A small but impressive lineup of big U.S. based companies has reported solid results this earnings season. They may not be shooting the lights out at home, but with help from afar, their overall performance is solid. The latest member of this increasingly formidable group: 3M (NYSE: MMM).

For the most recent quarter, the company posted net income of $851 million, or $1.17 per share. Those results compare to $1.18 billion, or $1.57 per share last year. But if you back out special items, 3M earned $1.19 per share, a 14% improvement over the comparable per-share 2006 figure of $1.04.

As most Fools know, Minnesota-based 3M makes everything from Post-It notes to electronics. In the quarter just past, all six of its operating units improved their sales by amounts ranging from more than 22% for the health-care segment to a single percent in the display and graphics area.

Though geography once bored me to tears, I find the subject more fascinating these days, particularly when Patrick Campbell, 3M's CFO, discussed the company's international growth. On the call, he said: "...We drove broad-based growth, with double-digit dollar sales growth in Europe, Latin America, and Canada, excluding divestitures. Even after excluding the positive currency impacts, local currency growth was positive in every major region of the world."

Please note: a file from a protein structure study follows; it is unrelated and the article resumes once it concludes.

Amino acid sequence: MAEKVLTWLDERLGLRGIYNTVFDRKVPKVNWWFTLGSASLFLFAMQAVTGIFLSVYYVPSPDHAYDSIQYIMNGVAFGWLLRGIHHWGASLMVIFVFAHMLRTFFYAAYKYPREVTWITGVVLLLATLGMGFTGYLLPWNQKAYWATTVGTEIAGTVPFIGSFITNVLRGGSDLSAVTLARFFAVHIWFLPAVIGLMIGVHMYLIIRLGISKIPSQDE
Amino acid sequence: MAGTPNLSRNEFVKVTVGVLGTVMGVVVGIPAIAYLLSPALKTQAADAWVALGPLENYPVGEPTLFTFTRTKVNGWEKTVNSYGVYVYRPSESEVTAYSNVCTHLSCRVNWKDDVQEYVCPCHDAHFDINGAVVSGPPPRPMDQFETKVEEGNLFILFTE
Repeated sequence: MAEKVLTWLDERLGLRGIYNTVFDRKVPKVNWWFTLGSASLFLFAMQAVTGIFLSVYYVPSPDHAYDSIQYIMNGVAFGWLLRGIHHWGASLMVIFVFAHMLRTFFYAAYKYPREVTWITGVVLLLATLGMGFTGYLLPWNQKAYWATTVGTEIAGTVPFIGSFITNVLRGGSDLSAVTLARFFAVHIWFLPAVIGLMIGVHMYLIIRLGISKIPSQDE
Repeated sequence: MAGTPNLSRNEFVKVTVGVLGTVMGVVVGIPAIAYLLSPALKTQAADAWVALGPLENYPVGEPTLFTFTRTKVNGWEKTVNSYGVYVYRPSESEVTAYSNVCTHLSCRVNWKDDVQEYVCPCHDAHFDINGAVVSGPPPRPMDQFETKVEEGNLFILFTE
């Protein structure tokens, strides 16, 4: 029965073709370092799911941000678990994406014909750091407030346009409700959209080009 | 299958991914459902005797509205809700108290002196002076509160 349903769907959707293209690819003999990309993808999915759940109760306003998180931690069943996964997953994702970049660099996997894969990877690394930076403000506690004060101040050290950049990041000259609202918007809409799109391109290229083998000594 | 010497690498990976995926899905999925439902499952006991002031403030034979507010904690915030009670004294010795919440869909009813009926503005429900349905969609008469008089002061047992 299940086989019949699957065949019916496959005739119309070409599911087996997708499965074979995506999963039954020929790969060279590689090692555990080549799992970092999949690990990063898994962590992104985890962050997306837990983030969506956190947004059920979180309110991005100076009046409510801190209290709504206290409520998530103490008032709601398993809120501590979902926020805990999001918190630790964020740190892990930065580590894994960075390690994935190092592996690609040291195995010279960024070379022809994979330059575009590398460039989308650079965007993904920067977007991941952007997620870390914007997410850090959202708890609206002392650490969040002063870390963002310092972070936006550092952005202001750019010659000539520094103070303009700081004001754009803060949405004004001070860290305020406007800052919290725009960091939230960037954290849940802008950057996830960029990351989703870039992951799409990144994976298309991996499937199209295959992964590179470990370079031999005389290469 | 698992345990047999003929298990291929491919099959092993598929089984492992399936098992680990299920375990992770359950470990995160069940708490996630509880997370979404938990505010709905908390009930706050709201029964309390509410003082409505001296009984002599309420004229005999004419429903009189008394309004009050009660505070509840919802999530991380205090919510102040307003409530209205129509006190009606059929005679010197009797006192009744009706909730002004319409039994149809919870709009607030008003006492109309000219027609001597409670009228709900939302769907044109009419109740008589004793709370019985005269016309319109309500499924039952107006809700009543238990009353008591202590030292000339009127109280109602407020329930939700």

So 3M joins such other big and diverse U.S.-based international players such as Caterpillar (NYSE: CAT), Honeywell (NYSE: HON), and General Electric (NYSE: GE) in growing and expanding nearly worldwide.

We have an interesting pair of situations here. On one hand, we've identified a group of companies with sufficient international coverage to reward us with growing earnings. On the other, a distinct subset of that group is still able to generate increasing earnings both at home and abroad. It's clear that 3M is a member in good standing of both camps.

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Fool contributor David Lee Smith would be a lost soul without his Post-It notes. He doesn't own shares in any of the companies mentioned, but he does welcome your questions, comments, or whatever other missives you'd like to jot on a sticky little square. The Fool has a disclosure policy.